I had a couple of beers at A’Cañada, taking advantage of the stool, the World Cup game on the TV behind me and the relaxed atmosphere. The bartender didn’t really speak English, which is always a plus when I’m looking for something reasonably authentic, and the tapas on offer were fairly generous. My favourite places in Granada didn’t have a free tapas menu and neither did A’Cañada, so I just took whatever was on offer and was pleasantly surprised. My first plate included meat, manchego cheese (mmm) and some omelette. The second was a delicious marinated salad with cheese, meat, eggs and peppers. This is the kind of stuff that should have been on offer during the Tapas Tour as, based on my limited experience in Spain, this is what a lot of the smaller, more interesting tapas bars actually serve up. Man (or woman) cannot exist on semi-soft cheese and chorizo alone!
I stopped in at a wine bar that looked interesting and moderately upscale – at least compared to the tapas bars I had been frequenting – and although the wine was reasonable (and reasonably priced), they only gave me a sad looking little tapa with a piece of meat on some bread. Next!
The tapas bar to end all tapas bars, however, was found extremely close to my hostel. I had looked in while walking by, assuming that it wouldn’t be that great because there were a lot of pictures of food on the wall and the menu had all sorts of special with raciones (the full tapas plate) or media raciones (half tapas) and beers. Well, you can’t judge a book by its cover and you can’t judge a tapas bar from its confusing special menu and pictures of food on the wall. I shouldn’t even share its name (it was the Cerveceria Padron), because it was that awesome.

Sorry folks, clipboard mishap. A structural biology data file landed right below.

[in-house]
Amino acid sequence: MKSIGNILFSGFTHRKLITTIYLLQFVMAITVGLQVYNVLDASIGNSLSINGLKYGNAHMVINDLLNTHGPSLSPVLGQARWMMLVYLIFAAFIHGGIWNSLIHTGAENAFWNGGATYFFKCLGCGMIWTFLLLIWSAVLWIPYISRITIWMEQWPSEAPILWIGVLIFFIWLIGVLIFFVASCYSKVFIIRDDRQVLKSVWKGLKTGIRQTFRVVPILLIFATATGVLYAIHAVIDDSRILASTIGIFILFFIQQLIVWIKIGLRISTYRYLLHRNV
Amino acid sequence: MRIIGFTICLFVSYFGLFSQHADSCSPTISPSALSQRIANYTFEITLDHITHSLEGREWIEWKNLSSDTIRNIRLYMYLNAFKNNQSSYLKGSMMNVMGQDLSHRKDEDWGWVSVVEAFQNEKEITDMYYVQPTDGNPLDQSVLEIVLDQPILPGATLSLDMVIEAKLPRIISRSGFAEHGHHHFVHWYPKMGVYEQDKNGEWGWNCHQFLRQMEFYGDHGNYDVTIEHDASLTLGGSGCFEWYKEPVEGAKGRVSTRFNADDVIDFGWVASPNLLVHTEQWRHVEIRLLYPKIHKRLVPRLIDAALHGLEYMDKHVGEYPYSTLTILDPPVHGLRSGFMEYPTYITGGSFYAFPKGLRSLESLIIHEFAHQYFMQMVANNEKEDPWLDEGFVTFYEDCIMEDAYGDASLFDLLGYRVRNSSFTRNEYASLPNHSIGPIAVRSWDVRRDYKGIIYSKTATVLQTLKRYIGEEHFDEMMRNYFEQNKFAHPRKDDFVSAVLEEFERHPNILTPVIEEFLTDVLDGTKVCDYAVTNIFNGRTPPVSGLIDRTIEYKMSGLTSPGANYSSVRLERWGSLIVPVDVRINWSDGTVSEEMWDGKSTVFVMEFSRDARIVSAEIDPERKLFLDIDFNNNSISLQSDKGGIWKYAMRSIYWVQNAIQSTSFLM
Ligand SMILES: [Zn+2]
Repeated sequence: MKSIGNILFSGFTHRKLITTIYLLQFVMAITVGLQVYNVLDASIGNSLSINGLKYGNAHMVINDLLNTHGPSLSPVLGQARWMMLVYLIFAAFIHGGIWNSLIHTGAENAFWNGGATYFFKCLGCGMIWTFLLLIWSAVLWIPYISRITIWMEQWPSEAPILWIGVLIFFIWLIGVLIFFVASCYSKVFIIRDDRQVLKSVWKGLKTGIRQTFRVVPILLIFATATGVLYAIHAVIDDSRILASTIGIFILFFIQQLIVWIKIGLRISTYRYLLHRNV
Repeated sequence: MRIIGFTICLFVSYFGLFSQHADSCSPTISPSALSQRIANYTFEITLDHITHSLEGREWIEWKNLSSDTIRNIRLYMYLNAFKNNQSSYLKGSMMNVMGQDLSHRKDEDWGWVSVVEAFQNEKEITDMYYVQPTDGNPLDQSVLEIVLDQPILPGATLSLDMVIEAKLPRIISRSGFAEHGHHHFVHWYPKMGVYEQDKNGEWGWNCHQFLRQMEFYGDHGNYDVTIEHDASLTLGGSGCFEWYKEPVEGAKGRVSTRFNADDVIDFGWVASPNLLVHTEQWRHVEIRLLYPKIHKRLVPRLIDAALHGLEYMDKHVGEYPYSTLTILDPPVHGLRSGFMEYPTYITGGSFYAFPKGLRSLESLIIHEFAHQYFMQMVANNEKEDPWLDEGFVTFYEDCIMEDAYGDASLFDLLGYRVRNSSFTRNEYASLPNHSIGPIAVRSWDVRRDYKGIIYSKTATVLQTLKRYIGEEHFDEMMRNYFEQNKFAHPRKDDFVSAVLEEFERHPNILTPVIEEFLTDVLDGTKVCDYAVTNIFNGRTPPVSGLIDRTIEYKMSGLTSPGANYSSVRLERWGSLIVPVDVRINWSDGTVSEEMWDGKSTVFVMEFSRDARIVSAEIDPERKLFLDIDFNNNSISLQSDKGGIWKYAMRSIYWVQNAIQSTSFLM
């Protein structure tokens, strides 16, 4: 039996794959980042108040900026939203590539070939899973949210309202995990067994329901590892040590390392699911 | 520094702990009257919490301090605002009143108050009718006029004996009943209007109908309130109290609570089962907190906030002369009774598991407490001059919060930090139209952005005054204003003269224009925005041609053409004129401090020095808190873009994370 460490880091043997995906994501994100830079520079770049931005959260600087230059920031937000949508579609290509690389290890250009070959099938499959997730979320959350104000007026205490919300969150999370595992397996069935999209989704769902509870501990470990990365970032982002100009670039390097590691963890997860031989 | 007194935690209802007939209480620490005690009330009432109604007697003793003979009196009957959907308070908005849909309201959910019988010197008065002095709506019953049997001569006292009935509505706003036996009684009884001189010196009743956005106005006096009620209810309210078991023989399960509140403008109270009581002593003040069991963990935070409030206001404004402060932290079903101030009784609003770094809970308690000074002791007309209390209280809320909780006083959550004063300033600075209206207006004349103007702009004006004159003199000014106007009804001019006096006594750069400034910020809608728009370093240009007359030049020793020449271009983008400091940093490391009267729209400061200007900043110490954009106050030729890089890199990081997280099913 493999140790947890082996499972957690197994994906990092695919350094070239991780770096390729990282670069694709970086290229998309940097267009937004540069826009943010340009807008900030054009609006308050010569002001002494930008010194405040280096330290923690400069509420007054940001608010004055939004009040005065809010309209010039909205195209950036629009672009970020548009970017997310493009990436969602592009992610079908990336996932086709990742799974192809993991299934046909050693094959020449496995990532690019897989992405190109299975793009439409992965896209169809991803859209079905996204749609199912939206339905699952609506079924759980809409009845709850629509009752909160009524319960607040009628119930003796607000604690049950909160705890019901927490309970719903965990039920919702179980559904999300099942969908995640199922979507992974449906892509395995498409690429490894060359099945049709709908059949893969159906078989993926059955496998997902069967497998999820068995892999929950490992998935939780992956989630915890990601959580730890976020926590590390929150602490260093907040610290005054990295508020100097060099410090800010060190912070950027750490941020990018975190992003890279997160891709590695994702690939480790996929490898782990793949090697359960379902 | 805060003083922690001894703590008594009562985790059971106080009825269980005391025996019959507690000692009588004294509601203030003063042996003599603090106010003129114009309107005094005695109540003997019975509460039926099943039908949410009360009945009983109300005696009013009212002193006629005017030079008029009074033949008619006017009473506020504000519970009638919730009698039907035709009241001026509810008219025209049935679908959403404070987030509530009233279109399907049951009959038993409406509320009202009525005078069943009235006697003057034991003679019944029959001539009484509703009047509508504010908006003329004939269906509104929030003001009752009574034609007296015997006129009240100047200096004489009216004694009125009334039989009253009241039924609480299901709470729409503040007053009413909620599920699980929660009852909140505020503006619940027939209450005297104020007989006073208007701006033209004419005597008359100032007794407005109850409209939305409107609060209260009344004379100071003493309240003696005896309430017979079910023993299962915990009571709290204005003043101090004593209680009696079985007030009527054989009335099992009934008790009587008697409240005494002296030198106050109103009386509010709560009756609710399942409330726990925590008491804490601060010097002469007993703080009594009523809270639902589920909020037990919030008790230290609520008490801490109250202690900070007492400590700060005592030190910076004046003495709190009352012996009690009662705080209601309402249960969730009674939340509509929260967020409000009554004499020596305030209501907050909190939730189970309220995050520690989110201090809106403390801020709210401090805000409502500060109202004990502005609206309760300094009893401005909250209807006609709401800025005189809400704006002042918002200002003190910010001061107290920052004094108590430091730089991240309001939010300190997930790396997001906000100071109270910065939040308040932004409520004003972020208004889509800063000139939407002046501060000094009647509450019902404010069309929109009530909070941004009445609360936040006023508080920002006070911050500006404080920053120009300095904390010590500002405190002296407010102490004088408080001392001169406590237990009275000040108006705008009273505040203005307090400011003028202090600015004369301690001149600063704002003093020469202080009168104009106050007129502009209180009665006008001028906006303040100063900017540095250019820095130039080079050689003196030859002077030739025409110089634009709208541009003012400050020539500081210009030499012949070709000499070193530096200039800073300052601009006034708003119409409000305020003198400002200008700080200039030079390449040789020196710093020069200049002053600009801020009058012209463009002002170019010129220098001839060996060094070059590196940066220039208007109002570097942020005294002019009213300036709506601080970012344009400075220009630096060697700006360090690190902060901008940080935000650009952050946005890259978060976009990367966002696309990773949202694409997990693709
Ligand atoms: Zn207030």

I sat at the bar and quickly discovered that the bartenders didn’t really speak English. That’s fine – my rudimentary Spanish would definitely stand up to the rigors of ordering a beer. Then, the tapas started. It was normal, at first, with some fries, bread and a fried egg. Then some Spanish omelette. Then paella. Then a savoury pie. Then another dish appeared in front of me, containing a mysterious food item that I thought was maybe seafood. I tasted it, wondering what I was eating, and then finally, halfway through the dish, I asked what it was. Rule number one of eating random food? Don’t ask what it is until you’re finished…. because I was eating pig ear.
Some Australian girls checked into my hostel on my last night in Madrid and asked for a recommendation of a decent, cheap restaurant close to the hostel. Where did I bring them? Cerveceria Padron! I recommended that we sit at the bar and after we ordered our first drinks, the food just started flowing. There was no pig ear, but we had all sorts of savoury, delicious treats. The bartenders didn’t even wait for us to order drinks, they just kept bringing more food and we dutifully dug in, taking advantage of the flow of delicious, free snacks. I’m sure that the people sitting at the tables didn’t get this level of service – or free food – but it was a never ending parade of tapas for us!
Finally, they asked if we needed more… I had already eaten that day, so I was feeling pretty full, but the Australians wanted to know if there was a dessert menu. I asked and they seemed to forget about us, which surprised me a bit, until a plate with three little cakes and forks appeared in front of us. Amazing. The total bill, for three beer and tons of food? A little less than 8 euros. Spain… this is why you’re the best.